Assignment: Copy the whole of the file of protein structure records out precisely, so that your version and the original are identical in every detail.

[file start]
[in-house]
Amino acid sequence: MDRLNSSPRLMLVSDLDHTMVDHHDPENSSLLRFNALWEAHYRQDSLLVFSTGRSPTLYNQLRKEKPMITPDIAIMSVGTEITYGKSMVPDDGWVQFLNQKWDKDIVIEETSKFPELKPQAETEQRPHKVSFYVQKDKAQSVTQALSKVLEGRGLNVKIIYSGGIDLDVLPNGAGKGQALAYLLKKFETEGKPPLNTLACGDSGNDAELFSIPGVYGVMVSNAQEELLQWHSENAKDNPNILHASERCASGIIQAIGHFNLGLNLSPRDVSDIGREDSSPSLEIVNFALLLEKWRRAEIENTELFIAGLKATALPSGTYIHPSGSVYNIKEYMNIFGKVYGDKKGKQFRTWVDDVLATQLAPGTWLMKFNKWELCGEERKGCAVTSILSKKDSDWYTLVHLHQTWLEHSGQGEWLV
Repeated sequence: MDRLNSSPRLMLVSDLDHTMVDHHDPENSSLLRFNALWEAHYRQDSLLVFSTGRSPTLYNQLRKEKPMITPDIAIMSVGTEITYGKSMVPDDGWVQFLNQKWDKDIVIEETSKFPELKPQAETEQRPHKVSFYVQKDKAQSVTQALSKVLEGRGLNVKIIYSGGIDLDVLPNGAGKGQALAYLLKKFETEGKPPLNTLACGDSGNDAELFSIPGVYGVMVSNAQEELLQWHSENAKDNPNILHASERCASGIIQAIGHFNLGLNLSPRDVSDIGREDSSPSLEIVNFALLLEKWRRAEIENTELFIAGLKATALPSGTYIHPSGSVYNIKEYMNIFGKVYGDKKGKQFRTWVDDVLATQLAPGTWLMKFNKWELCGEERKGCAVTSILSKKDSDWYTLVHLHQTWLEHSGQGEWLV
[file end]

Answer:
[in-house]
Amino acid sequence: MDRLNSSPRLMLVSDLDHTMVDHHDPENSSLLRFNALWEAHYRQDSLLVFSTGRSPTLYNQLRKEKPMITPDIAIMSVGTEITYGKSMVPDDGWVQFLNQKWDKDIVIEETSKFPELKPQAETEQRPHKVSFYVQKDKAQSVTQALSKVLEGRGLNVKIIYSGGIDLDVLPNGAGKGQALAYLLKKFETEGKPPLNTLACGDSGNDAELFSIPGVYGVMVSNAQEELLQWHSENAKDNPNILHASERCASGIIQAIGHFNLGLNLSPRDVSDIGREDSSPSLEIVNFALLLEKWRRAEIENTELFIAGLKATALPSGTYIHPSGSVYNIKEYMNIFGKVYGDKKGKQFRTWVDDVLATQLAPGTWLMKFNKWELCGEERKGCAVTSILSKKDSDWYTLVHLHQTWLEHSGQGEWLV
Repeated sequence: MDRLNSSPRLMLVSDLDHTMVDHHDPENSSLLRFNALWEAHYRQDSLLVFSTGRSPTLYNQLRKEKPMITPDIAIMSVGTEITYGKSMVPDDGWVQFLNQKWDKDIVIEETSKFPELKPQAETEQRPHKVSFYVQKDKAQSVTQALSKVLEGRGLNVKIIYSGGIDLDVLPNGAGKGQALAYLLKKFETEGKPPLNTLACGDSGNDAELFSIPGVYGVMVSNAQEELLQWHSENAKDNPNILHASERCASGIIQAIGHFNLGLNLSPRDVSDIGREDSSPSLEIVNFALLLEKWRRAEIENTELFIAGLKATALPSGTYIHPSGSVYNIKEYMNIFGKVYGDKKGKQFRTWVDDVLATQLAPGTWLMKFNKWELCGEERKGCAVTSILSKKDSDWYTLVHLHQTWLEHSGQGEWLV